CBD and Skin

Thursday, December 31, 2020 • 6 minute read

CBD is being marketed as a skin care product designed to help with a variety of problems from acne to reducing wrinkles. These CBD infused products are gaining increased popularity and the number of products has exploded.

You can find CBD in soaps, creams, balms, gels, lotions, the list is endless… but are there any benefits of applying CBD to your skin or is it just a marketing trick?

What are the benefits of CBD for Skin?

The basis of incorporating CBD into beauty products is to take advantage of its anti-inflammatory and antioxidant properties (1). Studies have demonstrated that CBD has an anti-inflammatory effect due to its action with CB1 and CB2 receptors, found in the endocannabinoid system (2).

CBD has been shown to modify the level and activity of both oxidants and antioxidants. CBD captures free radicals and transforms them into less active forms (1). These anti-inflammatory and antioxidative properties are believed to help with preventing skin damage and to reduce wrinkles.

Can CBD help with Acne?

Acne is caused when small holes in the skin, known as hair follicles, become blocked.

Sebaceous glands are tiny glands found near the surface of your skin. The glands are attached to hair follicles, which are small holes in your skin where individual hairs grow. Sebaceous glands produce an oily substance called sebum to lubricate the hair and the skin to stop it drying out. In acne, the glands begin to produce too much sebum. The excess sebum mixes with dead skin cells and both substances form a plug in the follicle which causes acne.

Researchers found that CBD inhibited oil production and also had anti-inflammatory effects on sebaceous glands (3). They concluded that CBD has some promising results for the treatment of acne, however there needs to be more thorough clinical studies to explore the potential treatment of CBD for acne.

Can CBD help with Psoriasis?

Psoriasis is a skin condition that causes red, flaky, crusty patches of skin covered with silvery scales.

These patches normally appear on your elbows, knees, scalp and lower back, but can appear anywhere on your body. The severity of psoriasis varies greatly from person to person. People with psoriasis have an over production of skin cells. New skin cells are typically made and replaced every 3 to 4 weeks, but in psoriasis this process only takes about 3 to 7 days. This results in a build-up of skin cells is what creates the patches associated with psoriasis.

One preliminary study found that cannabinoids, such as CBD, slowed down the growth and division of skin cells involved in psoriasis skin rashes (4). Another small study of five psoriasis patients showed that applying topical CBD-enriched ointment on psoriatic skin did help to reduce psoriasis symptoms. (5) This results are promising but more thorough studies with larger sample sizes are needed to conclude whether CBD is a viable treatment option for psoriasis.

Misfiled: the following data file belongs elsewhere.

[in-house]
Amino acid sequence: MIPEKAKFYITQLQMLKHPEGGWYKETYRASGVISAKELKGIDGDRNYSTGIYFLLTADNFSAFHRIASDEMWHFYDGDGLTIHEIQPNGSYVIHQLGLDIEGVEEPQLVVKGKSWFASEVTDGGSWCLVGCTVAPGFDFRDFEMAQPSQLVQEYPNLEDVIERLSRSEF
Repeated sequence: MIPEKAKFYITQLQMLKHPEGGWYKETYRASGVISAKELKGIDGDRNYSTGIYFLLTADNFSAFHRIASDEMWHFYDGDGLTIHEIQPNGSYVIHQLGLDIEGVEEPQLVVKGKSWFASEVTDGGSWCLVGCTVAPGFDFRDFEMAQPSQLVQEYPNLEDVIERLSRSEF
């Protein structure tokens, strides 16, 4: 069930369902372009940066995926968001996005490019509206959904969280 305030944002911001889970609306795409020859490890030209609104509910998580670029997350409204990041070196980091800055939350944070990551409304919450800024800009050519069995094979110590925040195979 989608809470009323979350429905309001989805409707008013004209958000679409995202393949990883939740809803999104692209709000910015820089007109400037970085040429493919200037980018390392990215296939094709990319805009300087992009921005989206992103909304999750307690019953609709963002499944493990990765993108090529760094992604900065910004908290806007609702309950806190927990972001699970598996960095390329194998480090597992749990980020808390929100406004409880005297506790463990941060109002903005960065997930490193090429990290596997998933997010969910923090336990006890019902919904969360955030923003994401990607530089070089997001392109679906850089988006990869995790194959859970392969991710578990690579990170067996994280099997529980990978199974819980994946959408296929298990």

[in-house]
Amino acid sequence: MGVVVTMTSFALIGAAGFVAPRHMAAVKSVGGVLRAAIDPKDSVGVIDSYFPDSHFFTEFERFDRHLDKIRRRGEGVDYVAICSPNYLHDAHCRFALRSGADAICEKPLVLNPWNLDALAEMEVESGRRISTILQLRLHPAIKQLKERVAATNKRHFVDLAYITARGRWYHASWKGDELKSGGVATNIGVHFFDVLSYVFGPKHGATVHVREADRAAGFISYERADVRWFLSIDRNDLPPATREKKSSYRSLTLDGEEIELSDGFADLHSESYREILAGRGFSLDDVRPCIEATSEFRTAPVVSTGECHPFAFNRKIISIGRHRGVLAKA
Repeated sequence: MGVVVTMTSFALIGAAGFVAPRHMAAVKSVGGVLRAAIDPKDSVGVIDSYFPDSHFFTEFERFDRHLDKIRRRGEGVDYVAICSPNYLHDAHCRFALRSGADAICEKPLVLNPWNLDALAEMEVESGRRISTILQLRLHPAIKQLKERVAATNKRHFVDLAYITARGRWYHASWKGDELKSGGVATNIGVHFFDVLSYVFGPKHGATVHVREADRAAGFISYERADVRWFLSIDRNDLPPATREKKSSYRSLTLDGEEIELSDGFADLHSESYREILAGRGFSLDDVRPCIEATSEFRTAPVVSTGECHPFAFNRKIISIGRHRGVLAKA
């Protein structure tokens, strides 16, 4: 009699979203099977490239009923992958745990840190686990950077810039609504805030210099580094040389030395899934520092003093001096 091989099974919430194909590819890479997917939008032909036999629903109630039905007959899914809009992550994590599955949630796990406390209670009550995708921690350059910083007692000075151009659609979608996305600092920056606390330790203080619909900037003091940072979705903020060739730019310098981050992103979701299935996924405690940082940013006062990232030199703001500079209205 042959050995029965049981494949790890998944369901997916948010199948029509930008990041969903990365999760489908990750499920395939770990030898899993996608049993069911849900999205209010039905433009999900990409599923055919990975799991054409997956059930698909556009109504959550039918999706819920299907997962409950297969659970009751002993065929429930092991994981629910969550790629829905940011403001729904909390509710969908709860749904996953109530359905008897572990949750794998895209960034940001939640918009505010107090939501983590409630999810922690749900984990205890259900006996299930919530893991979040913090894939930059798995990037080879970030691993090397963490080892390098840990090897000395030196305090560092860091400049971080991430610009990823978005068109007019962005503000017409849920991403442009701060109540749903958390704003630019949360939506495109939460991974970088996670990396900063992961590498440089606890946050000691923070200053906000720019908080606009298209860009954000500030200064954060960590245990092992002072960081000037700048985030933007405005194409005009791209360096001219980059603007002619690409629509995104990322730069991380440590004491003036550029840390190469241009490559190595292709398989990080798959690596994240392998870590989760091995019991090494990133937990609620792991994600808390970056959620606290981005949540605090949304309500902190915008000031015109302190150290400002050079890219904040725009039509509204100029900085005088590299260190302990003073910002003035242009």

Final Thoughts

Dermatologists are unlikely to recommend CBD for Psoriasis and acne because it has not been tested thoroughly. CBD is very safe to apply on your skin; if you do have a reaction to a CBD product it is likely to have been caused by another compound in the product.

There are theoretical benefits of applying CBD to your skin, however CBD beauty products are usually combined with other substances like moisturisers and it’s tough to pinpoint whether the CBD is causing the beneficial effect.

Many CBD beauty products contain very little CBD content. Also, some of these products contain hemp seed oil rather than CBD. Despite Hemp seed oil being rich in various nutrients and minerals, it lacks the same anti-inflammatory and antioxidant properties of CBD.

CBD Element recommends that you look carefully at the listed ingredients on CBD beauty products before making a purchasing decision

References

  1. Atalay, S., Jarocka-Karpowicz, I. and Skrzydlewska, E., 2020. Antioxidative And Anti-Inflammatory Properties Of Cannabidiol. https://www.ncbi.nlm.nih.gov/pmc/articles/PMC7023045/.

  2. Nagarkatti, P., Pandey, R., Rieder, S.A., Hegde, V.L. and Nagarkatti, M. (2009). Cannabinoids as novel anti-inflammatory drugs. Future Medicinal Chemistry, [online] 1(7), pp.1333–1349. Available at: https://www.ncbi.nlm.nih.gov/pmc/articles/PMC2828614/.

  3. Oláh, A., Tóth, B.I., Borbíró, I., Sugawara, K., Szöllõsi, A.G., Czifra, G., Pál, B., Ambrus, L., Kloepper, J., Camera, E., Ludovici, M., Picardo, M., Voets, T., Zouboulis, C.C., Paus, R. and Bíró, T. (2014). Cannabidiol exerts sebostatic and antiinflammatory effects on human sebocytes. The Journal of Clinical Investigation, [online] 124(9), pp.3713–3724. Available at: https://www.ncbi.nlm.nih.gov/pubmed/25061872

  4. Wilkinson, J.D. and Williamson, E.M. (2007). Cannabinoids inhibit human keratinocyte proliferation through a non-CB1/CB2 mechanism and have a potential therapeutic value in the treatment of psoriasis. Journal of dermatological science, [online] 45(2), pp.87–92. Available at: https://www.ncbi.nlm.nih.gov/pubmed/17157480.

  5. Palmieri, B., Laurino, C. and Vadalà, M. (2019). A therapeutic effect of cbd-enriched ointment in inflammatory skin diseases and cutaneous scars Clinical trial. Clin Ter, [online] 170(2), pp.93–99. Available at: https://www.clinicaterapeutica.it/2019/170/2/05_PALMIERI-VADALA.pdf [Accessed 26 Sep. 2020].